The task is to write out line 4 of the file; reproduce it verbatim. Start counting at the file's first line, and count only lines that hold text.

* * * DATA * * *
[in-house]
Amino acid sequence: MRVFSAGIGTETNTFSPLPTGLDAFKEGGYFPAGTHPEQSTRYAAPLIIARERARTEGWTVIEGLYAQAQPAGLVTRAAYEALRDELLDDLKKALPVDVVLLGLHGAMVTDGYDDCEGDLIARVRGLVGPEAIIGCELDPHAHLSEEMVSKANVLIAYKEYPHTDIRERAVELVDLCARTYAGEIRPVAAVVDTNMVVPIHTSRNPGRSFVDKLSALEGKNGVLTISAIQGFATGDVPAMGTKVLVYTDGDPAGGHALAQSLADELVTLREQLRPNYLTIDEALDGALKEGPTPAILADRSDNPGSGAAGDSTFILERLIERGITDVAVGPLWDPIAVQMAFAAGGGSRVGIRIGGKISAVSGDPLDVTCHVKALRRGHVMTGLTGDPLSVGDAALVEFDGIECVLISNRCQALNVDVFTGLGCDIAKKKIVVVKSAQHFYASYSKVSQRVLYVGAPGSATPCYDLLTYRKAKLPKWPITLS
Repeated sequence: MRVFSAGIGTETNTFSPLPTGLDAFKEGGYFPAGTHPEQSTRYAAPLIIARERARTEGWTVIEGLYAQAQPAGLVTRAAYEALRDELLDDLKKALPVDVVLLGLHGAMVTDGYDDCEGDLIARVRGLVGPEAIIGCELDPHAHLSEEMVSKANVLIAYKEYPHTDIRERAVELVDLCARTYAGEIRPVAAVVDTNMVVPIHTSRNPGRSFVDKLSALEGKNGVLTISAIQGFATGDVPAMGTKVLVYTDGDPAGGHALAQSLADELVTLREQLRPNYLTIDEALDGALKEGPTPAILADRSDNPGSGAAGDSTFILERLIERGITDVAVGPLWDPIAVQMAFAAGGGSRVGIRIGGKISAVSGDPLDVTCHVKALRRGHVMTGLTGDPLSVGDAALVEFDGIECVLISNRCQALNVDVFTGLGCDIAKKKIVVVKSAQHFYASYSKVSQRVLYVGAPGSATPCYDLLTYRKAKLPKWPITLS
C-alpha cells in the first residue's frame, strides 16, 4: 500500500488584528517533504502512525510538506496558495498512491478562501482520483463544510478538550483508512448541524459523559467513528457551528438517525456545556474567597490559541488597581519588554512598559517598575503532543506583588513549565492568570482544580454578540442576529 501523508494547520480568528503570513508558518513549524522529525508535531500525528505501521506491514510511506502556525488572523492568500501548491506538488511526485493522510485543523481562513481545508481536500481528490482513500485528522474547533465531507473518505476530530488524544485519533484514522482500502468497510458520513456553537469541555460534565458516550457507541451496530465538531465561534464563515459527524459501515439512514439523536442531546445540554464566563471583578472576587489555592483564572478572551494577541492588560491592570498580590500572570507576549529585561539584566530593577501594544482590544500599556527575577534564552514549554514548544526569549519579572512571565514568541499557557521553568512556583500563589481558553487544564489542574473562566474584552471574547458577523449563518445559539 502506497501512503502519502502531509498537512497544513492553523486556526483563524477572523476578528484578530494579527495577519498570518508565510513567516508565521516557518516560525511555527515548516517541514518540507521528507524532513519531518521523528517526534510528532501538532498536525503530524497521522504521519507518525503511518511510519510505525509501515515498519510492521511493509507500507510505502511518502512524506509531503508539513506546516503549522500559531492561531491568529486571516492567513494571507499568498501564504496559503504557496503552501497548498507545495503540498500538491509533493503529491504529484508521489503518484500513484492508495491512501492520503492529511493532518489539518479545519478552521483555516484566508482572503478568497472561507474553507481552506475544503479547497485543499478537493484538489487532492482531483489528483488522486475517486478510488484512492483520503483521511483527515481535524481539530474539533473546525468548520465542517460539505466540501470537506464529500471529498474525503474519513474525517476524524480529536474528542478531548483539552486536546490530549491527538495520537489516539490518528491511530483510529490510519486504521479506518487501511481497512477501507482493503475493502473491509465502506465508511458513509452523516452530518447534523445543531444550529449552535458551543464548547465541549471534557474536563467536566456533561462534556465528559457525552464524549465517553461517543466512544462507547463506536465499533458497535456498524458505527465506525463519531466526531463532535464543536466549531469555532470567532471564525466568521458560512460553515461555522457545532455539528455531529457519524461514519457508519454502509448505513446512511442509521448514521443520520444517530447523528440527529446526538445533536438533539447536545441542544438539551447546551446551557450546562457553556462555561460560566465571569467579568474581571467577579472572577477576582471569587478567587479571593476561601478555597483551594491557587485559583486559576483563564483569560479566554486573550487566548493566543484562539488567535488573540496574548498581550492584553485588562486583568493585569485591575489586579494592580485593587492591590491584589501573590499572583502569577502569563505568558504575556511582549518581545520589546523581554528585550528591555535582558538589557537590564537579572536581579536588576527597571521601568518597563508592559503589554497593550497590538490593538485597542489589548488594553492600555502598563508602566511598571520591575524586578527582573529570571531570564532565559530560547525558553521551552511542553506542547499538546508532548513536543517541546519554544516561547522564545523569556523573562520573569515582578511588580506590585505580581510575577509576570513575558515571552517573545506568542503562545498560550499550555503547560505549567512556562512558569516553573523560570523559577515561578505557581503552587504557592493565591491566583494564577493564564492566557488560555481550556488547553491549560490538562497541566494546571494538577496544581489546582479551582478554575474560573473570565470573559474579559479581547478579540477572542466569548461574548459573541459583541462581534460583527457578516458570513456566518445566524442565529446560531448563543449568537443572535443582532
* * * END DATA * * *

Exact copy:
C-alpha cells in the first residue's frame, strides 16, 4: 500500500488584528517533504502512525510538506496558495498512491478562501482520483463544510478538550483508512448541524459523559467513528457551528438517525456545556474567597490559541488597581519588554512598559517598575503532543506583588513549565492568570482544580454578540442576529 501523508494547520480568528503570513508558518513549524522529525508535531500525528505501521506491514510511506502556525488572523492568500501548491506538488511526485493522510485543523481562513481545508481536500481528490482513500485528522474547533465531507473518505476530530488524544485519533484514522482500502468497510458520513456553537469541555460534565458516550457507541451496530465538531465561534464563515459527524459501515439512514439523536442531546445540554464566563471583578472576587489555592483564572478572551494577541492588560491592570498580590500572570507576549529585561539584566530593577501594544482590544500599556527575577534564552514549554514548544526569549519579572512571565514568541499557557521553568512556583500563589481558553487544564489542574473562566474584552471574547458577523449563518445559539 502506497501512503502519502502531509498537512497544513492553523486556526483563524477572523476578528484578530494579527495577519498570518508565510513567516508565521516557518516560525511555527515548516517541514518540507521528507524532513519531518521523528517526534510528532501538532498536525503530524497521522504521519507518525503511518511510519510505525509501515515498519510492521511493509507500507510505502511518502512524506509531503508539513506546516503549522500559531492561531491568529486571516492567513494571507499568498501564504496559503504557496503552501497548498507545495503540498500538491509533493503529491504529484508521489503518484500513484492508495491512501492520503492529511493532518489539518479545519478552521483555516484566508482572503478568497472561507474553507481552506475544503479547497485543499478537493484538489487532492482531483489528483488522486475517486478510488484512492483520503483521511483527515481535524481539530474539533473546525468548520465542517460539505466540501470537506464529500471529498474525503474519513474525517476524524480529536474528542478531548483539552486536546490530549491527538495520537489516539490518528491511530483510529490510519486504521479506518487501511481497512477501507482493503475493502473491509465502506465508511458513509452523516452530518447534523445543531444550529449552535458551543464548547465541549471534557474536563467536566456533561462534556465528559457525552464524549465517553461517543466512544462507547463506536465499533458497535456498524458505527465506525463519531466526531463532535464543536466549531469555532470567532471564525466568521458560512460553515461555522457545532455539528455531529457519524461514519457508519454502509448505513446512511442509521448514521443520520444517530447523528440527529446526538445533536438533539447536545441542544438539551447546551446551557450546562457553556462555561460560566465571569467579568474581571467577579472572577477576582471569587478567587479571593476561601478555597483551594491557587485559583486559576483563564483569560479566554486573550487566548493566543484562539488567535488573540496574548498581550492584553485588562486583568493585569485591575489586579494592580485593587492591590491584589501573590499572583502569577502569563505568558504575556511582549518581545520589546523581554528585550528591555535582558538589557537590564537579572536581579536588576527597571521601568518597563508592559503589554497593550497590538490593538485597542489589548488594553492600555502598563508602566511598571520591575524586578527582573529570571531570564532565559530560547525558553521551552511542553506542547499538546508532548513536543517541546519554544516561547522564545523569556523573562520573569515582578511588580506590585505580581510575577509576570513575558515571552517573545506568542503562545498560550499550555503547560505549567512556562512558569516553573523560570523559577515561578505557581503552587504557592493565591491566583494564577493564564492566557488560555481550556488547553491549560490538562497541566494546571494538577496544581489546582479551582478554575474560573473570565470573559474579559479581547478579540477572542466569548461574548459573541459583541462581534460583527457578516458570513456566518445566524442565529446560531448563543449568537443572535443582532